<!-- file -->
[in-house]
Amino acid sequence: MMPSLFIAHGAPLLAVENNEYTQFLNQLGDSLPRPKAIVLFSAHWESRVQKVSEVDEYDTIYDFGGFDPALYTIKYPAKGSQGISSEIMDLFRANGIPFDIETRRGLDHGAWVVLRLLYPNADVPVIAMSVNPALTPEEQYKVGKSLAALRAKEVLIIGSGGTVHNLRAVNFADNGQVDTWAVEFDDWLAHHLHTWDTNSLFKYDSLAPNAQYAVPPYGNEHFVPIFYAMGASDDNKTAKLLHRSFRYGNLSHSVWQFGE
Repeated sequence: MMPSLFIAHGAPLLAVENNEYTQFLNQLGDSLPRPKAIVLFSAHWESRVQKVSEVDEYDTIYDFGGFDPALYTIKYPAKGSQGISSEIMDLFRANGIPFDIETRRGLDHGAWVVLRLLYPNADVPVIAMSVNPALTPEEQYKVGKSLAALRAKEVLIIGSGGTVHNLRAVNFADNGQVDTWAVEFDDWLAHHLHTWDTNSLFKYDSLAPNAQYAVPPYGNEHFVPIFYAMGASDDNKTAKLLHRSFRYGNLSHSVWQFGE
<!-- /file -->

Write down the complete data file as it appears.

[in-house]
Amino acid sequence: MMPSLFIAHGAPLLAVENNEYTQFLNQLGDSLPRPKAIVLFSAHWESRVQKVSEVDEYDTIYDFGGFDPALYTIKYPAKGSQGISSEIMDLFRANGIPFDIETRRGLDHGAWVVLRLLYPNADVPVIAMSVNPALTPEEQYKVGKSLAALRAKEVLIIGSGGTVHNLRAVNFADNGQVDTWAVEFDDWLAHHLHTWDTNSLFKYDSLAPNAQYAVPPYGNEHFVPIFYAMGASDDNKTAKLLHRSFRYGNLSHSVWQFGE
Repeated sequence: MMPSLFIAHGAPLLAVENNEYTQFLNQLGDSLPRPKAIVLFSAHWESRVQKVSEVDEYDTIYDFGGFDPALYTIKYPAKGSQGISSEIMDLFRANGIPFDIETRRGLDHGAWVVLRLLYPNADVPVIAMSVNPALTPEEQYKVGKSLAALRAKEVLIIGSGGTVHNLRAVNFADNGQVDTWAVEFDDWLAHHLHTWDTNSLFKYDSLAPNAQYAVPPYGNEHFVPIFYAMGASDDNKTAKLLHRSFRYGNLSHSVWQFGE